Coal is the dominant source of energy in Asia, and China and Indonesia are itsleading producers and consumers. Understanding the interconnection betweentheir coal industries also illuminates their shifting geopolitical relationship, whichhas become stronger through resource-based economic ties despite the occasionalcontest over issues on sovereignty. China and Indonesia have maintained a hugeand mutually beneficial coal trade for many years, and this coal-based relationshiphas been nationally and globally influential. However, the China–Indonesia coaltrade dropped precipitously in 2015 when shifting political and economic contextsdrove both countries to decrease their levels of exchange. China's domestic airpollution and climate mitigation policies led to a large decrease in demand forcoal, while Indonesia introduced new policies, including new restrictions oncoal exports, to promote economic development and nationalization of its energyindustry. However, the changing incentive structure resulted in new directionsfor the China–Indonesia coal relationship, further strengthening the economicties that undergird their geopolitical relationship. The China–Indonesia coalrelationship is no longer a consumer–producer relationship defined by trade andexport, but is instead shifting toward Chinese investment in coal productionwithin Indonesia. China is becoming more involved in coal-related infrastructurein Indonesia, especially electric power generation. These new directions willbe critical for understanding the environmental and economic impacts of coal.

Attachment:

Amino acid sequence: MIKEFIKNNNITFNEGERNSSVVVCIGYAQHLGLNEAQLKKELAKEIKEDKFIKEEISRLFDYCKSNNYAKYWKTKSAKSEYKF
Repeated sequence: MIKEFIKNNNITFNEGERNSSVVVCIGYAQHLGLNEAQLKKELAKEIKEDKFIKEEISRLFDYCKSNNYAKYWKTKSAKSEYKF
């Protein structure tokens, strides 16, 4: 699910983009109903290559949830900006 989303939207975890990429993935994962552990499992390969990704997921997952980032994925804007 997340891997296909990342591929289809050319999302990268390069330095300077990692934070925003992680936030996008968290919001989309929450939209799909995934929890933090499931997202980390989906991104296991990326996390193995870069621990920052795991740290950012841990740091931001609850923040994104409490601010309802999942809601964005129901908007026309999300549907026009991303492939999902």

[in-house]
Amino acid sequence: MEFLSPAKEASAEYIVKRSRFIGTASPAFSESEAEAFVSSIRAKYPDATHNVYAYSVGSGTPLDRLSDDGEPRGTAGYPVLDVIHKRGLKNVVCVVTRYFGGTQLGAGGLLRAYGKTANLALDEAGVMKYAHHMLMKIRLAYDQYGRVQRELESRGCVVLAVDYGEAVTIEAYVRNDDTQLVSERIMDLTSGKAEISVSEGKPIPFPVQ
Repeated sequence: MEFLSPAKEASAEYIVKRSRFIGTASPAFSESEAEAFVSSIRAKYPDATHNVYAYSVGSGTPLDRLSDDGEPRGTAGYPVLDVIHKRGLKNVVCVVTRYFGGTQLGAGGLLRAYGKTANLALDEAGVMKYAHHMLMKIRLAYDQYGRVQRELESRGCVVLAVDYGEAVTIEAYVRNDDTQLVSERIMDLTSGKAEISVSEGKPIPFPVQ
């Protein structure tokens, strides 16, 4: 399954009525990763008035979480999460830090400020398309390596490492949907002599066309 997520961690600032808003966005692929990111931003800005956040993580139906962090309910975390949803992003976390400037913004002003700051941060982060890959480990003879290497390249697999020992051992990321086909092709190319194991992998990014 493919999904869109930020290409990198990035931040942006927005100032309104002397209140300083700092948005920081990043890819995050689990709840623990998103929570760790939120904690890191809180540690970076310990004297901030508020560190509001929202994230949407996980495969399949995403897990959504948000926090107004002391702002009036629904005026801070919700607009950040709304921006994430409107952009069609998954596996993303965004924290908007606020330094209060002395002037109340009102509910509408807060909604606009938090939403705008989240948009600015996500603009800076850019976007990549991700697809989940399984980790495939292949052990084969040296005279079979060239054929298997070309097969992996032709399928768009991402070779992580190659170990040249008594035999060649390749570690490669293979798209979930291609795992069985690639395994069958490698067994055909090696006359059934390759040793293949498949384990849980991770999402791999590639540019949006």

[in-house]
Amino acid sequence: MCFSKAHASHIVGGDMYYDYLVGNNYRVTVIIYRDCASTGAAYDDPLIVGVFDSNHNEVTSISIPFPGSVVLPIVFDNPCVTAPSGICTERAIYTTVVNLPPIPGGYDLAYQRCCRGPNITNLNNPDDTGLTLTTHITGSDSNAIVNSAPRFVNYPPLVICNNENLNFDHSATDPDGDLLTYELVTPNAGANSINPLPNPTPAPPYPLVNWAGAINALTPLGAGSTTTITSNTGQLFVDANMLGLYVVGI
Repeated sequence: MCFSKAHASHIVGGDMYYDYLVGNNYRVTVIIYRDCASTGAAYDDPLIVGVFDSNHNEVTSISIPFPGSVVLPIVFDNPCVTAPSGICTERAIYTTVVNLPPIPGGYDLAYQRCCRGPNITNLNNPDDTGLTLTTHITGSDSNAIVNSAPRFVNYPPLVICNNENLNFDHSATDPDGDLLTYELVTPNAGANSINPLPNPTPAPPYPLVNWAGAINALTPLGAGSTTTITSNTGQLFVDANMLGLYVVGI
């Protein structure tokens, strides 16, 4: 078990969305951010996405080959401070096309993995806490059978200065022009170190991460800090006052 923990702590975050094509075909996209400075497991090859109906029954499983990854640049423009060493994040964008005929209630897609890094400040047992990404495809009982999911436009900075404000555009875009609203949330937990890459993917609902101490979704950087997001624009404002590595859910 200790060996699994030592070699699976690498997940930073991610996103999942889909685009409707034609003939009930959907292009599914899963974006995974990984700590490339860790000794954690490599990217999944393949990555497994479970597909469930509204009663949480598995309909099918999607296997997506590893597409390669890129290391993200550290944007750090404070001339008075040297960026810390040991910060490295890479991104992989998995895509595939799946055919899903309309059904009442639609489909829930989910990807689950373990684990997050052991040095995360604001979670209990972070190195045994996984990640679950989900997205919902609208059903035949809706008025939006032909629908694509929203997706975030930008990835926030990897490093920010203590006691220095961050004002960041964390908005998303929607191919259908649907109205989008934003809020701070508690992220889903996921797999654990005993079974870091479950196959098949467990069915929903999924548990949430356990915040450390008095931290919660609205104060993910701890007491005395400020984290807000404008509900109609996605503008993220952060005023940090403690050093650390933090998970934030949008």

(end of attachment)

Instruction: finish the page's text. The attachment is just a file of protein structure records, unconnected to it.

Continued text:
Southeast Asia is one of the only regions in the world in which coal will constitute a greater share of the energy mix in the future. China is the world's top producer and consumer of coal, while Indonesia holds these same titles within Southeast Asia, producing 89 per cent of the coal in Southeast Asia. Indonesia is also the world's largest coal exporter. The coal industry has major political sway in both countries. China and Indonesia have become politically and economically entangled through coal trade and investment. For the past several years, their intimate import–export relationship has dominated global steam coal trade in both volume and market power. Although other regional partners, namely Australia, are major suppliers of coal to China, this chapter focuses on Indonesia due to the growing importance of the China–Southeast Asia relationship for global resource governance. Southeast Asia has a huge natural resource endowment, including biodiversity and carbon stocks in its forests, major fossil fuel reserves, minerals, and ores.